Nevertheless, Exxon is still facing an estimated income shortfall of about $50 billion through 2021. Symbolic of their decline, at the end of August Dow Jones removed the stock from its famous Industrial Average. With oil remaining far below Exxon’s $100/barrel breakeven price, the company is depending on their political power to prop itself up.
Exxon and CCS
As analysts and scientists discuss the future of energy, they often point towards the necessity of deploying more carbon capture and sequestration (CCS) technology. In principal CCS reduces emissions by taking CO2 from exhausts and burying it underground, rendering it harmless to the climate. Problematically, however, very few projects have the environment’s well-being as their goal. Worse, if developed at the scale industry suggests, it will only entrench future fossil fuel production and might pose serious threats to biodiversity and geologically fragile layers of the earth.
According to the Global CCS Institute, there are currently 21 large-scale facilities worldwide with a total annual capturing capacity of almost 42 million tons of CO2. Of these, 13, with a combined capability of 25 million tons, operate in the US.
It’s no surprise that the company with the most CCS investments is ExxonMobil.
Boasting one-fifth of the world’s total CCS capacity, Exxon claims responsibility for 40% of all captured CO2. It’s largest facility, and indeed one of the biggest worldwide, is the Shute Creek gas processing plant located deep in the middle of nowhere, outside of LaBarge, Wyoming. On average, it captures approximately 365 million cubic feet per day (Mcfd) of CO2, or approximately 7 million tons annually, which Exxon advertises is the equivalent of removing more than 1.5 million cars off the road.
All of this CO2 is then piped underground and “sequestered” within older oil and gas deposits through a variety of enhanced oil recovery methods (EOR), which essentially re-pressurize them to squeeze even more hydrocarbons to the surface. Schute Creek itself is served by a bevy of Exxon, Occidental, and ChevronTexaco pipelines that transport its CO2 to other EOR operations scattered throughout the region.
Though celebrated by Exxon and much of the financial press as an important milestone in carbon pollution abatement, in reality the gas plant only adds to the global crisis. Not only is the amount of carbon captured by Shute Creek only a fraction of the total it produces, the CCS systems themselves require up to a third more power to operate. Then there’s all that “enhanced” oil the captured CO2 “recovers”, which when burned further fuels climate change. In reality, Shute Creek is one massively greenwashed point source of carbon pollution. And it’s not alone.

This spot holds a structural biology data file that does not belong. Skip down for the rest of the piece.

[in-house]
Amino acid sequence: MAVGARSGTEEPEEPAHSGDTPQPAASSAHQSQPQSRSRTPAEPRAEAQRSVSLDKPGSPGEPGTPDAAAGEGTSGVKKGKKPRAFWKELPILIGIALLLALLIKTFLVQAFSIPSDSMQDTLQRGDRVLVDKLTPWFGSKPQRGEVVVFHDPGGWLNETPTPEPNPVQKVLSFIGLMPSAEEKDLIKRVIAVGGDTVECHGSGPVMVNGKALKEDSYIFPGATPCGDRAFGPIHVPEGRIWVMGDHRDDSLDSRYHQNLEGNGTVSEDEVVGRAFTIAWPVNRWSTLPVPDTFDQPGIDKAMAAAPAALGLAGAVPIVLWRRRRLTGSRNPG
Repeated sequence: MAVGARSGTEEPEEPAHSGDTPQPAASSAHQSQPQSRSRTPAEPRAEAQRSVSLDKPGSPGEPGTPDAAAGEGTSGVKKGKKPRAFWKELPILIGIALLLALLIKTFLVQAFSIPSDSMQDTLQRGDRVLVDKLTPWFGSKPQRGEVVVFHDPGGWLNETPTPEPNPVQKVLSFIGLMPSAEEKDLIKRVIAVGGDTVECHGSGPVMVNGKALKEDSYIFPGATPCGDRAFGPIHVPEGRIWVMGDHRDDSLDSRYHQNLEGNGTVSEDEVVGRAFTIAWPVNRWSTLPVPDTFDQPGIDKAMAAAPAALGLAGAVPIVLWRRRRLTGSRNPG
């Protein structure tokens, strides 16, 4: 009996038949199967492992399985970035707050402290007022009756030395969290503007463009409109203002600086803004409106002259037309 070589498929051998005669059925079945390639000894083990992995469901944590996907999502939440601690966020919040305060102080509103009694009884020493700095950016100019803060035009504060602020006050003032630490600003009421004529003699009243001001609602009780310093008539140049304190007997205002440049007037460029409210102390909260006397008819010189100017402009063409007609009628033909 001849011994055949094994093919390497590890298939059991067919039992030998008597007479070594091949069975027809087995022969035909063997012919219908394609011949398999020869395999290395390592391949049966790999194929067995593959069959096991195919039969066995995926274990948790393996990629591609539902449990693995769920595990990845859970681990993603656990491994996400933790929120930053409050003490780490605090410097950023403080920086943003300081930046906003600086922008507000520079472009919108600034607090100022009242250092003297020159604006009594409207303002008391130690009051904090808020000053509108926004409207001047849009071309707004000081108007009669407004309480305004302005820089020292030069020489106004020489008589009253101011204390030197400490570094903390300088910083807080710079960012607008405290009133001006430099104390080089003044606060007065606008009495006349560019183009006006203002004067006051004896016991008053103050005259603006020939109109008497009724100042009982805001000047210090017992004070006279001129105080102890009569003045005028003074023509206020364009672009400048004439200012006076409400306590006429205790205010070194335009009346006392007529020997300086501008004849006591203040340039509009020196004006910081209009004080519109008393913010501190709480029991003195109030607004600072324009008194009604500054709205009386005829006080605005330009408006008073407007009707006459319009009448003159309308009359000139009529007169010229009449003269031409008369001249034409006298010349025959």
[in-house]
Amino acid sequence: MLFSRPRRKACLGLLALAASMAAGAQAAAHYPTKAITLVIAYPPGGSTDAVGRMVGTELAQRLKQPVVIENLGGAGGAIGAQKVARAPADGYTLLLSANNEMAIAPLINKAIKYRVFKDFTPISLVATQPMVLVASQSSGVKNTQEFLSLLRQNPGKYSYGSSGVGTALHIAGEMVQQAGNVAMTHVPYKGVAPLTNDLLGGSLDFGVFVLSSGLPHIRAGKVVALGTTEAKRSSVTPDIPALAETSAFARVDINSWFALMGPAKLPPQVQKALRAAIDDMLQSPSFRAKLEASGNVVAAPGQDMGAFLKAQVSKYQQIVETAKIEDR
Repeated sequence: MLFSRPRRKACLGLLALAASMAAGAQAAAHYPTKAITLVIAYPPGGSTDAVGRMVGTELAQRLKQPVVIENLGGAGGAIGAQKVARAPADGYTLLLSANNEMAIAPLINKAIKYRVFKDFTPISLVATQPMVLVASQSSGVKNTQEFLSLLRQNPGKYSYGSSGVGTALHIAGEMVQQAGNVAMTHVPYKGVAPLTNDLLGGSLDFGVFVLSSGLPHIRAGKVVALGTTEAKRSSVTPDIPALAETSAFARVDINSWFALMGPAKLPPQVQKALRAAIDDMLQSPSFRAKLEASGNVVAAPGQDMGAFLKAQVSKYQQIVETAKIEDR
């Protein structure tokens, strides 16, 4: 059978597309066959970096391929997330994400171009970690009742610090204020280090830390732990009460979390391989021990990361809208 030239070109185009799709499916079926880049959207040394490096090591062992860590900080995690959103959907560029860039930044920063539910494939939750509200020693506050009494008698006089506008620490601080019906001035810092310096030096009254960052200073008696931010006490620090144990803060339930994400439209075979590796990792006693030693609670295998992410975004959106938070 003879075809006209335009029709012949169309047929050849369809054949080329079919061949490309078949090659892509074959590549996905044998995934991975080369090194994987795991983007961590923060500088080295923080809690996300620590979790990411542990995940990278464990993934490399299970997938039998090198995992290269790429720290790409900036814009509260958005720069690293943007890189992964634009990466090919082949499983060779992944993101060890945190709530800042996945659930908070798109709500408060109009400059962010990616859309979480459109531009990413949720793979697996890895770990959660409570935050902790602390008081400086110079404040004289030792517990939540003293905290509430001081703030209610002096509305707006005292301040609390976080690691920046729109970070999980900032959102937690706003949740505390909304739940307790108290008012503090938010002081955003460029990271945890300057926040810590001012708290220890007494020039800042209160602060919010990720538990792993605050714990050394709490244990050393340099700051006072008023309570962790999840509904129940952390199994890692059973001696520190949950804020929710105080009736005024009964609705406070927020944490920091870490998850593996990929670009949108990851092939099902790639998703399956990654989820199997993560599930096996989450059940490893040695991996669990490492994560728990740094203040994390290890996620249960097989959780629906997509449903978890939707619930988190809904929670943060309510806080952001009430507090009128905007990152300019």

Throughout the U.S. (and worldwide), dozens of other new CCS projects are either being planned or currently under development. Despite the green buzz around them, virtually none have saving the climate as their operating objective.
Driving much of the US investment train is the government’s recent bi-partisan decision to double tax credits for carbon “storage” under the Furthering Carbon Capture, Utilization, Technology, Underground Storage and Reduced Emissions Act. This awards Exxon and others up to $35/ton of captured CO2 that is then used for enhanced oil recovery (up from $10 previously). Projects that inject CO2 underground without EOR now pay polluters $50/ton. Able to be upwardly adjusted each year for inflation, credits may be claimed through 2026, back-dated through 2018.
This perverse carbon credit may yield Exxon some $245 million annually from Schute Creek alone.
Note, as of this writing, the barrel price of oil is hovering around $42, meaning Trump’s government, which is absolutely opposed to a carbon tax, is content to pay big oil almost as much for their pollution as markets pay for their main product. Perhaps that’s what they mean by green.